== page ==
Manchester airport has direct and daily flights to many international destinations including New York, Tel Aviv, Los Angeles, Beijing and Mumbai, an indicator of the city’s growing international connectivity.
The pipeline for all developments remains strong in 2019 with new starts anticipated including the new QBIC hotel at John Dalton House.
Figures just released from the ONS show that, as of 2018, there are 23,845 businesses in Manchester, a rise of 58% from 15,060 in 2014 with a rise in more than a thousand businesses in the past 12 months alone, from 22,490 in 2017.
Retail is the most popular type of business across Manchester, followed by 4,215 businesses in the professional, scientific and technical industry, ahead of 1,805 companies in the property sector.
The rising numbers seen in the city of Manchester over the last four years reflect the national trend, which also shows a decline in peripheral towns such as Trafford, Wigan and Stockport where numbers have fallen, by 470, 195, and 130 businesses respectively.
The residential sector has continued to achieve record levels of development in Manchester for a third year running. Forty eight residential schemes were in progress last year, up from 41 in 2017, and they are set to deliver 14,480 residential units in the city.
Anyone visiting Manchester lately cannot fail to be surprised at the sheer number of cranes on the skyline, and according to accountant’s Deloitte Real Estate division its annual Manchester Crane Survey it showed over 3,345 units were under construction, compared to the same time last year. The projected delivery over the next three years will be greater than the total number of residential units delivered between 2007 and 2018 says Deloitte.
Several build-to-rent schemes in Ancoats and New Islington, including Manchester Life’s Smith’s Yard and Sawmill Court, Mulberry’s The Astley are bringing record numbers of residential units to market. Five more such schemes were completed in Salford, including Slate Yard Wharf and Middlewood Locks, while more residential development starts in 2018 included Select Property Group’s Embankment West, FEC’s Mount Yard, Renaker’s Elizabeth Tower at Crown Street, and Capital & Centric’s Crusader Mill.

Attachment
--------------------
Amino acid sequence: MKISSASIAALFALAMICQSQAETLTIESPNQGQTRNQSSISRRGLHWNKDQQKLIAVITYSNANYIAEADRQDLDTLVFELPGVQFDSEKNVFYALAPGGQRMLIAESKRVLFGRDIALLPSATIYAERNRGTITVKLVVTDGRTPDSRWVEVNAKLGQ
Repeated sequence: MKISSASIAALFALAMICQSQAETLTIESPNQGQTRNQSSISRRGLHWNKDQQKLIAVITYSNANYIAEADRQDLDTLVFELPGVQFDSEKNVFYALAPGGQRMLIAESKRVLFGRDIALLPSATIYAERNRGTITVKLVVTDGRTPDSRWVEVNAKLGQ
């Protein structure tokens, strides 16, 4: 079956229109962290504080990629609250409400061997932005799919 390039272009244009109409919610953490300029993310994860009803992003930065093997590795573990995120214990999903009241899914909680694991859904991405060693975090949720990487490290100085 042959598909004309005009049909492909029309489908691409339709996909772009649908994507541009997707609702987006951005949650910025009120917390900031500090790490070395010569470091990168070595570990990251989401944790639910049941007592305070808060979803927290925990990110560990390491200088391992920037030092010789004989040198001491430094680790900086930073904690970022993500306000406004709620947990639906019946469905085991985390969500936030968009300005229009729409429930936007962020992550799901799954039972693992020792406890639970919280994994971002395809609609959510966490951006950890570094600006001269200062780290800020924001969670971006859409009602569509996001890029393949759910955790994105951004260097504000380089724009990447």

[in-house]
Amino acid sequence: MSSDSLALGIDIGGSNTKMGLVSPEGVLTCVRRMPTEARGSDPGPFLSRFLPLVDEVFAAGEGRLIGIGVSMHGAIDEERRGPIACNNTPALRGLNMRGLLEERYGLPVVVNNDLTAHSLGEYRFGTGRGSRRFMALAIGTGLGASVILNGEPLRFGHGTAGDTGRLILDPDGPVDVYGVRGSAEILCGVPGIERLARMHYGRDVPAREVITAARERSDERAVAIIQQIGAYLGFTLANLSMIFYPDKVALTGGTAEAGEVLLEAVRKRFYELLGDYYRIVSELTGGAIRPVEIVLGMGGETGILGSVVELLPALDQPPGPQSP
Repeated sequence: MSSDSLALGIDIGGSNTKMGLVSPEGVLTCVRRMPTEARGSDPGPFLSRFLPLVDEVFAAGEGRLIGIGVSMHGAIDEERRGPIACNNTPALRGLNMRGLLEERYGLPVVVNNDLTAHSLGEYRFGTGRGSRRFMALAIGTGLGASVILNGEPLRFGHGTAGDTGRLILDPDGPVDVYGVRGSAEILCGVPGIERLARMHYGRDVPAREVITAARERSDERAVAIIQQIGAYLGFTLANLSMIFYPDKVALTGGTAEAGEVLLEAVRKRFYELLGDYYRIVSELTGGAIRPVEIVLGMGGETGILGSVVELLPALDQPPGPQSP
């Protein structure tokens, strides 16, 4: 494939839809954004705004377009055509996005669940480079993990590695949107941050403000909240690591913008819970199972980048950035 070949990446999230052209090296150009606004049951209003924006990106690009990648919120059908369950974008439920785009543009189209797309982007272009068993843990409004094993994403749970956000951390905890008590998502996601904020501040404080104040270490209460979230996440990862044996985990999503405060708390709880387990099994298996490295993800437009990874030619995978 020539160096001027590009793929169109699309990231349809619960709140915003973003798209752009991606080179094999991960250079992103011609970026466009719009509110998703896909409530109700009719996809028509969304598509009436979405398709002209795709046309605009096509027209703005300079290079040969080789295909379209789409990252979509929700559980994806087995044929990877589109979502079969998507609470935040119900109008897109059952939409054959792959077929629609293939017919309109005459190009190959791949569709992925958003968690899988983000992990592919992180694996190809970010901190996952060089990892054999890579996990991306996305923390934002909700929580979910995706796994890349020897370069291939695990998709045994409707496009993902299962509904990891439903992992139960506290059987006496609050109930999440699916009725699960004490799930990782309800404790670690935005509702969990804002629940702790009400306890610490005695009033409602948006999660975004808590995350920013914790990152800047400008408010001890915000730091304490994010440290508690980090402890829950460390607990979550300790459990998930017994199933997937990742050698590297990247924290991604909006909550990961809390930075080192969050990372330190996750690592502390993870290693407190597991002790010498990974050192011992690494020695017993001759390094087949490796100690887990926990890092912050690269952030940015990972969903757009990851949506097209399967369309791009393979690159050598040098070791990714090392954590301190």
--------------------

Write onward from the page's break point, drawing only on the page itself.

Simon Bedford, partner at Deloitte Real Estate, said:
“Last year Manchester established itself as one of Europe’s fastest growing cities, and this year’s report shows no sign of activity slowing down.
“The city is leading the way in catering for an increasing population through the development of entire new neighbourhoods – whether that is bringing forward new living, retail or office space.
“These new districts are redefining the parameters of the city centre as development spills out into the suburbs, particularly in the northern and eastern quadrants of the city.”
“The marked increase in office construction levels is reflective of the continued draw to the city for major businesses. Investor confidence is booming, as the rise in pre-let deals clearly demonstrates” said Bedford.
“With creative, media and tech occupiers leading the major office deals in 2018, there’s also a growing diversity in Manchester’s job market – we can expect this to play a key role in boosting the city’s economic growth and talent retention in the years to come.”